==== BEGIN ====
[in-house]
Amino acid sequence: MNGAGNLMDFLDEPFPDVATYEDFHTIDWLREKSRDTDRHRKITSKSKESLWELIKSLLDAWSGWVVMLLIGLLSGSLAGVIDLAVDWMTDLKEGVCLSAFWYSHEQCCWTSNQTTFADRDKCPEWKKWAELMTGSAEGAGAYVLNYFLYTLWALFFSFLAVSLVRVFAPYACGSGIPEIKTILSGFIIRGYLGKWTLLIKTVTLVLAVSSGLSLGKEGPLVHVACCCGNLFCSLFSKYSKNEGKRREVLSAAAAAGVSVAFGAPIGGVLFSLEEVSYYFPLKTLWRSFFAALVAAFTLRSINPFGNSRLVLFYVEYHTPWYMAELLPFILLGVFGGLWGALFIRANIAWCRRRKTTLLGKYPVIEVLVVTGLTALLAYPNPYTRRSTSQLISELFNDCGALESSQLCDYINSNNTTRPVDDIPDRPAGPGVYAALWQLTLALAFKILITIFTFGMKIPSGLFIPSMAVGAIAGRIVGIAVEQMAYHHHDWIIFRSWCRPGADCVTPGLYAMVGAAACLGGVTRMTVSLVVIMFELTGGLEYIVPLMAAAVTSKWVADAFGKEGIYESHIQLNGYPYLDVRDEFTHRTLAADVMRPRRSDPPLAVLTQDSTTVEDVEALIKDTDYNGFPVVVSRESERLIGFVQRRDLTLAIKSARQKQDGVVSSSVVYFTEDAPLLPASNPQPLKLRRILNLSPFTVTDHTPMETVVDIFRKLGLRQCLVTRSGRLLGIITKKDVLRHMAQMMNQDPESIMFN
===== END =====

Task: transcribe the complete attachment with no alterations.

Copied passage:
[in-house]
Amino acid sequence: MNGAGNLMDFLDEPFPDVATYEDFHTIDWLREKSRDTDRHRKITSKSKESLWELIKSLLDAWSGWVVMLLIGLLSGSLAGVIDLAVDWMTDLKEGVCLSAFWYSHEQCCWTSNQTTFADRDKCPEWKKWAELMTGSAEGAGAYVLNYFLYTLWALFFSFLAVSLVRVFAPYACGSGIPEIKTILSGFIIRGYLGKWTLLIKTVTLVLAVSSGLSLGKEGPLVHVACCCGNLFCSLFSKYSKNEGKRREVLSAAAAAGVSVAFGAPIGGVLFSLEEVSYYFPLKTLWRSFFAALVAAFTLRSINPFGNSRLVLFYVEYHTPWYMAELLPFILLGVFGGLWGALFIRANIAWCRRRKTTLLGKYPVIEVLVVTGLTALLAYPNPYTRRSTSQLISELFNDCGALESSQLCDYINSNNTTRPVDDIPDRPAGPGVYAALWQLTLALAFKILITIFTFGMKIPSGLFIPSMAVGAIAGRIVGIAVEQMAYHHHDWIIFRSWCRPGADCVTPGLYAMVGAAACLGGVTRMTVSLVVIMFELTGGLEYIVPLMAAAVTSKWVADAFGKEGIYESHIQLNGYPYLDVRDEFTHRTLAADVMRPRRSDPPLAVLTQDSTTVEDVEALIKDTDYNGFPVVVSRESERLIGFVQRRDLTLAIKSARQKQDGVVSSSVVYFTEDAPLLPASNPQPLKLRRILNLSPFTVTDHTPMETVVDIFRKLGLRQCLVTRSGRLLGIITKKDVLRHMAQMMNQDPESIMFN